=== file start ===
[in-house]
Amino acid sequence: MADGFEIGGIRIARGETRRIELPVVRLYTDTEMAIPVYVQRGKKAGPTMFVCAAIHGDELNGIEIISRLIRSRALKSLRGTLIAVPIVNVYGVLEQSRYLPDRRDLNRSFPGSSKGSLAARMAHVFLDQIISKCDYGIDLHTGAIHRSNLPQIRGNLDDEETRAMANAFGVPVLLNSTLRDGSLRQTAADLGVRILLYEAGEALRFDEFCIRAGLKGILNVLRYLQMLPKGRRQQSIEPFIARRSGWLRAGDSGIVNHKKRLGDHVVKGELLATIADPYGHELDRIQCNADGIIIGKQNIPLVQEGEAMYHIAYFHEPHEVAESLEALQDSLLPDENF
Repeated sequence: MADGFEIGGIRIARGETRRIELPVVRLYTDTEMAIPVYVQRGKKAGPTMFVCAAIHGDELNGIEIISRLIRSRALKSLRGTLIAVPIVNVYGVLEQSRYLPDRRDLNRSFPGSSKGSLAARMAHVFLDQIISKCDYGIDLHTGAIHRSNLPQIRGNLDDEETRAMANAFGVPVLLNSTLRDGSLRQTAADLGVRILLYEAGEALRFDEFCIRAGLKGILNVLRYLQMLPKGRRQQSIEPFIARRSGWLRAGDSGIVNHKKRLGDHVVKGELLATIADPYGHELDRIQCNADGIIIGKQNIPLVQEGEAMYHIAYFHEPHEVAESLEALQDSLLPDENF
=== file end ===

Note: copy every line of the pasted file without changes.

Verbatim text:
[in-house]
Amino acid sequence: MADGFEIGGIRIARGETRRIELPVVRLYTDTEMAIPVYVQRGKKAGPTMFVCAAIHGDELNGIEIISRLIRSRALKSLRGTLIAVPIVNVYGVLEQSRYLPDRRDLNRSFPGSSKGSLAARMAHVFLDQIISKCDYGIDLHTGAIHRSNLPQIRGNLDDEETRAMANAFGVPVLLNSTLRDGSLRQTAADLGVRILLYEAGEALRFDEFCIRAGLKGILNVLRYLQMLPKGRRQQSIEPFIARRSGWLRAGDSGIVNHKKRLGDHVVKGELLATIADPYGHELDRIQCNADGIIIGKQNIPLVQEGEAMYHIAYFHEPHEVAESLEALQDSLLPDENF
Repeated sequence: MADGFEIGGIRIARGETRRIELPVVRLYTDTEMAIPVYVQRGKKAGPTMFVCAAIHGDELNGIEIISRLIRSRALKSLRGTLIAVPIVNVYGVLEQSRYLPDRRDLNRSFPGSSKGSLAARMAHVFLDQIISKCDYGIDLHTGAIHRSNLPQIRGNLDDEETRAMANAFGVPVLLNSTLRDGSLRQTAADLGVRILLYEAGEALRFDEFCIRAGLKGILNVLRYLQMLPKGRRQQSIEPFIARRSGWLRAGDSGIVNHKKRLGDHVVKGELLATIADPYGHELDRIQCNADGIIIGKQNIPLVQEGEAMYHIAYFHEPHEVAESLEALQDSLLPDENF